First World Problems at Rayo Vallecano
I Daniel Barthold
I Rayo Vallecano vs FC CD Lugo 1-0
I have been to Madrid several times and I really like the city, however, this trip was a bit different so I will more talk about the 11 hours I spent in town and most of this time at Barajas Airport. There are weeks where the own schedule is too busy to tick off new stadiums or you need to find a way to attend a game with very little time to spare. Strangely, living on an island with several major airports it is sometimes easier to fly abroad rather than travelling within the UK and it turned out that flying to Madrid was the best option this time. The flight departed 3pm from London-Stansted, landed 6.30pm in Madrid and kick-off at Rayo Vallecano was 8pm so it really needed to be a photo finish to make it on time for the game. In fact, everything went perfectly well and I arrived at Portazgo station, which is located right next to the stadium, about 8 minutes before the start of the match. The problem was that the police had other ideas and came up with the worst crowd management so a number of fans could not make it inside the stadium on time – Rayo are a left-wing club so a bit of provocation between police and Ultras surely caused this delay which was quite annoying. On top of that, a security guard told me that I could not enter the ground because I had an Ipad with me which could be used as a weapon. However, after I told a steward that I came all the way from London for this match he promised me to take care of the device until after the game. I trusted the guy – I had no choice anyway – and finally made it inside the Campo de Futbol de Vallecas….
Rayo Vallecano – CD Lugo 1-0
An average one as you would expect in La Liga 2 between a mid-table team and a below average side. The hosts were in control for most of the time but CD Lugo created a few good chances over the course of the evening. I think there could have been more goals in this game and overall, Rayo Vallecano deserved to win this without being too convincing.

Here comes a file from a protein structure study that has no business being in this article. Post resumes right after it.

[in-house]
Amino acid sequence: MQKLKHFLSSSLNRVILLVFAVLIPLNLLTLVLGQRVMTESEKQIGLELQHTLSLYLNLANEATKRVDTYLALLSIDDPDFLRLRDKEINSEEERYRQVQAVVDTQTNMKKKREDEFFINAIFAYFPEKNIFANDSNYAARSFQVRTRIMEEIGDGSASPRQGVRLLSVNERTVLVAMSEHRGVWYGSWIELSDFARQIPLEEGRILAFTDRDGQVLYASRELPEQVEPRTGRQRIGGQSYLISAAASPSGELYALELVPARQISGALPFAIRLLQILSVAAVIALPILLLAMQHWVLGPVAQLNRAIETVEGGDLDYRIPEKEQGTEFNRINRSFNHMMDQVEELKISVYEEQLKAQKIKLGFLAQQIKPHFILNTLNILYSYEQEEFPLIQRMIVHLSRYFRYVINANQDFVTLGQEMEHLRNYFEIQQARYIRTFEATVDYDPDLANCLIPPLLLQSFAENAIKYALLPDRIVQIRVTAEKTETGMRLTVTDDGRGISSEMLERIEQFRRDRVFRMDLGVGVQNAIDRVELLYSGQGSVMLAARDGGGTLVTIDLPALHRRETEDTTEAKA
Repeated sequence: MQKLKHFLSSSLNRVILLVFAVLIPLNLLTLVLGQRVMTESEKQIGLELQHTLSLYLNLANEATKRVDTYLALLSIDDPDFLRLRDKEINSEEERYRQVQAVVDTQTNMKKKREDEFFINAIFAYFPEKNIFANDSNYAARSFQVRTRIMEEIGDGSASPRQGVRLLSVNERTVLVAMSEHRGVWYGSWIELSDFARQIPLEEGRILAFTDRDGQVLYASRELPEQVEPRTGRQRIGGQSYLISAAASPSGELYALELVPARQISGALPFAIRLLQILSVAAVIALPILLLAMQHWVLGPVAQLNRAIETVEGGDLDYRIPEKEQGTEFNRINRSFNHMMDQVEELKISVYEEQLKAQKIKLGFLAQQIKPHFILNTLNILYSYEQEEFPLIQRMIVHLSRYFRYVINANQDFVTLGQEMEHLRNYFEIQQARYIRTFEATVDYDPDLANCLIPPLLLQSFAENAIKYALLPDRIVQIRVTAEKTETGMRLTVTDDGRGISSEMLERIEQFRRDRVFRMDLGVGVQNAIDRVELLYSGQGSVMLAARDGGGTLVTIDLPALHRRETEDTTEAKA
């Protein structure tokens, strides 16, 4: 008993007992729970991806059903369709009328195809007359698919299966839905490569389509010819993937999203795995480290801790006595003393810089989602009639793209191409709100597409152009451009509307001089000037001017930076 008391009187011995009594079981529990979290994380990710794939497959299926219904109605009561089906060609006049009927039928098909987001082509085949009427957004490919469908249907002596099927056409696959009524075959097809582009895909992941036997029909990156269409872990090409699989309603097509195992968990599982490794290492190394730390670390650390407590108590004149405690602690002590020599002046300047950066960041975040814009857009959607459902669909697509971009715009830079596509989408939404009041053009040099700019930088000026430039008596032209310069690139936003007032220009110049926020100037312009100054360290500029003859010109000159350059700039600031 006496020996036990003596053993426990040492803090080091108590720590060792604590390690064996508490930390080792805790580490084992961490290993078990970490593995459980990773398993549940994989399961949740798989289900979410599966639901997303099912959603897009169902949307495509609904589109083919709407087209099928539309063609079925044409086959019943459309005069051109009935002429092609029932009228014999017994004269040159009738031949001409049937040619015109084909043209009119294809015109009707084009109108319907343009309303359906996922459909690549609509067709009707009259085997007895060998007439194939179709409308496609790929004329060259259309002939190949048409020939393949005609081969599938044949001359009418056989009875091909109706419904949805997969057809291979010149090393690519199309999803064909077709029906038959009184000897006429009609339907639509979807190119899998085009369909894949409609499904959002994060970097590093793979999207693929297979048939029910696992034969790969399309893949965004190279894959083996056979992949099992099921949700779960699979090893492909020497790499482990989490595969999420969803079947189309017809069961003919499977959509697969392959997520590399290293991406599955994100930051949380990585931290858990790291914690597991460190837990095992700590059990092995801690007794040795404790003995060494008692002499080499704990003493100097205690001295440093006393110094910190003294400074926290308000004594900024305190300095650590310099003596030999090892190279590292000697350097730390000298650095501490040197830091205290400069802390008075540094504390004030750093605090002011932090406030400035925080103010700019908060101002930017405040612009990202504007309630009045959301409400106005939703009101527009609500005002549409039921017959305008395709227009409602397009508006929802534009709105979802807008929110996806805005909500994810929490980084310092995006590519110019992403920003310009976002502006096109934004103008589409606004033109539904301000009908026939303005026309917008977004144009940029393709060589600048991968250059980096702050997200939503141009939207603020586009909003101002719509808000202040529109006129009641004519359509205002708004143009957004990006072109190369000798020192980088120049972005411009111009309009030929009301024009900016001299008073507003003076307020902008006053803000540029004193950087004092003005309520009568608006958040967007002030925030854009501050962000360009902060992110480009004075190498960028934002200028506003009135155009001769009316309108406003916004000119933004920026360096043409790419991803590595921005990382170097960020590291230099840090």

Quite an interesting situation before the game was me buying my match ticket although, a guy said he had a spare season ticket for free on this night. He could not believe that I refused the offer and bought a stub ticket for my collection – sometimes people just don’t understand groundhoppers!
I really liked this ground due to various reasons. It is a rather old one without running track and I thought the two main stands looked decent. I was standing behind the goal where the Ultras made most of the noise and with Rayo being a left-wing, anti-fascist club you can see plenty of banners against racism all over the south stand. I could definitely tell that the die-hard Ultras were not too keen on the police forces being around so all the police staff remained at the gate and did not interfere with the fans. They basically ignored each other during the game “for the sake of everybody”.
At the end of the game, the steward returned my iPad so I was happy that he did not disappear mid-way through the game. Needless to say that these are First World problems to worry about an electronic device during a football match. I also thought that the banter and provocation is quite a privilege for European football fans. I can assure you any provocation between police and Ultras in South America would end “not so nice”.
HOW TO GET THERE
Taking the subway within Madrid is easy and convenient. From the airport it takes about an hour by tube to Portazgo station which is on the blue line (linea 1). It is also no problem at all to get to the city centre from Rayo Vallecano, there is a nice ‘Cerveceria’ opposite of the stadium though which seemed to be recently refurbished inside.
Madrid Barajas Airport is one of the major 5-6 European hubs so there are several flights daily from London, Frankfurt, Paris, Amsterdam, Lisbon and other cities. I ridiculously paid 40€ return for the flight with a low budget airline which is cheaper than getting to the airport in London.
Born in 1983 in Hildesheim (Lower Saxony, Germany) and raised in the Hamburg Area. Supporter of FC St. Pauli and since 2010 living and working in London (England) as a sports business consultant. Groundhopping has been a passion since the early days but I am actively counting and ticking off grounds since the Euros 2004. I have been to 500 stadiums in 65 countries so far.